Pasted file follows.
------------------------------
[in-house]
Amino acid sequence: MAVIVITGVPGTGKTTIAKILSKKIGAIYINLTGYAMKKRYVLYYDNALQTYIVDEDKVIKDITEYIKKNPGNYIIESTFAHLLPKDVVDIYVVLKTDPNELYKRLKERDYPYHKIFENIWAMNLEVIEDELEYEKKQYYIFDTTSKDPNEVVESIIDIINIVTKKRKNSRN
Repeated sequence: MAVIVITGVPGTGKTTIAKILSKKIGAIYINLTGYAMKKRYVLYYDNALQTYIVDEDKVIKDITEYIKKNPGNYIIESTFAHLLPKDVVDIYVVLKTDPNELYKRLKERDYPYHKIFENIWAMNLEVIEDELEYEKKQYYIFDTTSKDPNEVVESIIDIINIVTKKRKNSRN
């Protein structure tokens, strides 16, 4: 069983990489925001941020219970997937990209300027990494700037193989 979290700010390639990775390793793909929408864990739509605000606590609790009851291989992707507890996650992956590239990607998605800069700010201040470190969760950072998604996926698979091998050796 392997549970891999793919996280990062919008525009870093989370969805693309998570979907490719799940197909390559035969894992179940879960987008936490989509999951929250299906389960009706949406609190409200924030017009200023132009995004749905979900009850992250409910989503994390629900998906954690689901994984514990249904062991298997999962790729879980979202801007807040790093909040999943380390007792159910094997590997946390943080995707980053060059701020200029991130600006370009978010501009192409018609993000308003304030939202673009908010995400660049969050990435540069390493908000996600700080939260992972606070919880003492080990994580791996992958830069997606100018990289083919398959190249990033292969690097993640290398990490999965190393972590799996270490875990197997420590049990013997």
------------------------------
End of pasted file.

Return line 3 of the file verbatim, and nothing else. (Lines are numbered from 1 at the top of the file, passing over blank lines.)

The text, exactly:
Repeated sequence: MAVIVITGVPGTGKTTIAKILSKKIGAIYINLTGYAMKKRYVLYYDNALQTYIVDEDKVIKDITEYIKKNPGNYIIESTFAHLLPKDVVDIYVVLKTDPNELYKRLKERDYPYHKIFENIWAMNLEVIEDELEYEKKQYYIFDTTSKDPNEVVESIIDIINIVTKKRKNSRN